IPC – Instrument Proficiency Check

Hi folks! After a long pause I am flying again, and now I am in the Rocky Mountains! The weekend weather turned out to be great. It was a little windy, but sunny and not gusty.

As I already mentioned (and you probably know) according to the FAA rules one needs to comply with the 6-6-6 rule for acting as a PIC (Pilot in Command) in an instrument flight. The rule says that you need 6 instrument approaches in the previous 6 months. If you did not do that, you have additional 6 months to comply, but only with a safety pilot. And after that the only option to regain currency is the IPC – Instrument Proficiency Check.

My previous instrument flight was back in the end of 2019, so I am definitely not current anymore. I booked some flight lessons to renew my skills, and today I have my IPC in a single-engine airplane.

We fly Cessna 172 again. The airport is rather busy on weekends, a lot of GA (General Aviation) airplanes flies here along with some private jets and airline turboprops, so we decided to make the approaches at the airport nearby. Usually in the US it is pretty easy to find any type of instrument approach in less that 20 miles around.

Rocky Mountain Metropolitan Airport

The check itself contains a ground and flight part, so it is something like a checkride. I had to prepare an instrument cross-country and answer some questions, and after that jump into the airplane and demonstrate the performance according to the standards.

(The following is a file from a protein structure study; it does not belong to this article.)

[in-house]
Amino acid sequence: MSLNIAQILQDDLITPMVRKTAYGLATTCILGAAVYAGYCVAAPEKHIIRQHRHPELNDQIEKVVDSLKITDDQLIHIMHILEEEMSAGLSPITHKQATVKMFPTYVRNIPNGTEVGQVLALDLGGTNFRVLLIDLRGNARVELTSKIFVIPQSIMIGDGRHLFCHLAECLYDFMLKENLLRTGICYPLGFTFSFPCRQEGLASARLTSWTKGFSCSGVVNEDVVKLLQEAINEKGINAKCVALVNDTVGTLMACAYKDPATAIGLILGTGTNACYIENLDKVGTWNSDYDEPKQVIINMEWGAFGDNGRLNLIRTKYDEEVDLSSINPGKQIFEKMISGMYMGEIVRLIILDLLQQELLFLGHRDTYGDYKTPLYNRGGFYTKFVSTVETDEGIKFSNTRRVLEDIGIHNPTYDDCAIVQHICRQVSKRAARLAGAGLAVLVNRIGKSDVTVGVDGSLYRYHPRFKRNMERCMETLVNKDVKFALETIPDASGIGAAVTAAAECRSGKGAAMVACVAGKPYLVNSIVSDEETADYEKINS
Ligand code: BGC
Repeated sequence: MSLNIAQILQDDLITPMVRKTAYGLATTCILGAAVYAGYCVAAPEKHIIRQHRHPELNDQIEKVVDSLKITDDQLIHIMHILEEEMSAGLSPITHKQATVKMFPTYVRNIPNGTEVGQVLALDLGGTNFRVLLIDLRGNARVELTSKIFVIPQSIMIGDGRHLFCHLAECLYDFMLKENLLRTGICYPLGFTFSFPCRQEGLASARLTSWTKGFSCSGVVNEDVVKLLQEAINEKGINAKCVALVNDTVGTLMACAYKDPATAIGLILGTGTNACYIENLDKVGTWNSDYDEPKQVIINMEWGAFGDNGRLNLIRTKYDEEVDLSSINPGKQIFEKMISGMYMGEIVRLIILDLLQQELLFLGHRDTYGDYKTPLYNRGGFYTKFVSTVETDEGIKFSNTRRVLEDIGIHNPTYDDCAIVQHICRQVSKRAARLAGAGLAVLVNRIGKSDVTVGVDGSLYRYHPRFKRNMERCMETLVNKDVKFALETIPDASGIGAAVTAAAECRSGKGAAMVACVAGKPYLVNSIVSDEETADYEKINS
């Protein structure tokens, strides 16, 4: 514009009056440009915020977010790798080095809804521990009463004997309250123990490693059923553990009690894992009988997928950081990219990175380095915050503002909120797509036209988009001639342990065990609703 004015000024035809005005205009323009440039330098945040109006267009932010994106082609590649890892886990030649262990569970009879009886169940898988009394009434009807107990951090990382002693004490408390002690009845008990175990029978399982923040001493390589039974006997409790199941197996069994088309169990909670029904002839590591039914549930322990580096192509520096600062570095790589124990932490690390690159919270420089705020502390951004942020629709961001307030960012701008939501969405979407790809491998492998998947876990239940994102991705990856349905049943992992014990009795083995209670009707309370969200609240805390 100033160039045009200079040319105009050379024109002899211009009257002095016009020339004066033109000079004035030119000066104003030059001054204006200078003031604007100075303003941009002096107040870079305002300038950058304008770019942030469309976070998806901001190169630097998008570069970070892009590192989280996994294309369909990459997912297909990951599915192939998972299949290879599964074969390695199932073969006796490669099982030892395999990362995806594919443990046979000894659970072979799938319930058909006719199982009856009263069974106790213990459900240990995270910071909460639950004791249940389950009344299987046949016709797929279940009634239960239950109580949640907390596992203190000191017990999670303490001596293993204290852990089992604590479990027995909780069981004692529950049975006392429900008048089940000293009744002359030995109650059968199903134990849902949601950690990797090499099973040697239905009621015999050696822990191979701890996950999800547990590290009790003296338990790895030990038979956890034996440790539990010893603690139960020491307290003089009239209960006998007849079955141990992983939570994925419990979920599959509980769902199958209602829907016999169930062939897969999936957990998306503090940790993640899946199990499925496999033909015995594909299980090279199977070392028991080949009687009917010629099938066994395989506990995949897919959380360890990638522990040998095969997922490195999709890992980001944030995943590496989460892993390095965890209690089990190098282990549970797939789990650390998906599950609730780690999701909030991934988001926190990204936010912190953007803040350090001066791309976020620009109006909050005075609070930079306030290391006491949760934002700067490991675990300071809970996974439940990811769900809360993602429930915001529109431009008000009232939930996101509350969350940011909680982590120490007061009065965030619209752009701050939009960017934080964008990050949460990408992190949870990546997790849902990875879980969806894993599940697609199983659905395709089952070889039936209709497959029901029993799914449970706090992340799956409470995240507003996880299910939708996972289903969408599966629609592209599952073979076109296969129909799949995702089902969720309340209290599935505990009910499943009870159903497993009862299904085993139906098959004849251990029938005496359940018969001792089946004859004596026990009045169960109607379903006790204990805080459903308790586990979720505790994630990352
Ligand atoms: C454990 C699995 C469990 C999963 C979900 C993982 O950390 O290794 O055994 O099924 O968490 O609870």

Actually it is possible to use WINGS credit as a substitute for a ground portion, but my instructor prefers to do a traditional discussion.

BTW, Checkrideprep sometimes provides a free online instrument ground school – the program is rather time-consuming, but it really helps to refresh the necessary knowledge. Of course it is a part of their marketing policy, but the course is really good, I went through it about a month before, and it helped.

The flying part went well too, so I am current again!






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04/25/2017: EASA PPL written exam (6 exams passed)
05/21/2017: Radio Operator Certificate (Europe VFR)
05/22/2017: EASA PPL written exam (all passed)
05/26/2017: The First Solo!
05/28/2017: Solo cross-country >270 km
05/31/2017: EASA PPL check-ride
07/22/2017: EASA IFR English
08/03/2017: 100 hours TT
12/04/2017: The first IFR flight
12/28/2017: FAA IR written
02/16/2018: FAA IR check-ride
05/28/2018: FAA Tailwheel endorsement
06/04/2018: FAA CPL long cross-country
06/07/2018: FAA CPL written
07/16/2018: FAA CPL check-ride
07/28/2018: FAA CPL ME rating
08/03/2018: FAA HP endorsement
06/03/2019: EASA ATPL theory (6/14)
07/03/2019: EASA ATPL theory (11/14)
07/15/2019: FAA IR IPC
07/18/2019: FAA CPL SES rating
08/07/2019: EASA ATPL theory (done)
10/10/2019: EASA NVFR
10/13/2019: EASA IR/PBN SE
11/19/2019: Solo XC > 540 km
12/06/2019: EASA CPL
12/10/2019: EASA AMEL
02/20/2020: Cessna 210 endorsement
08/30/2021: FAVT validation
05/27/2022: TCCA CPL/IR written
05/31/2022: Radio Operator Certificate Canada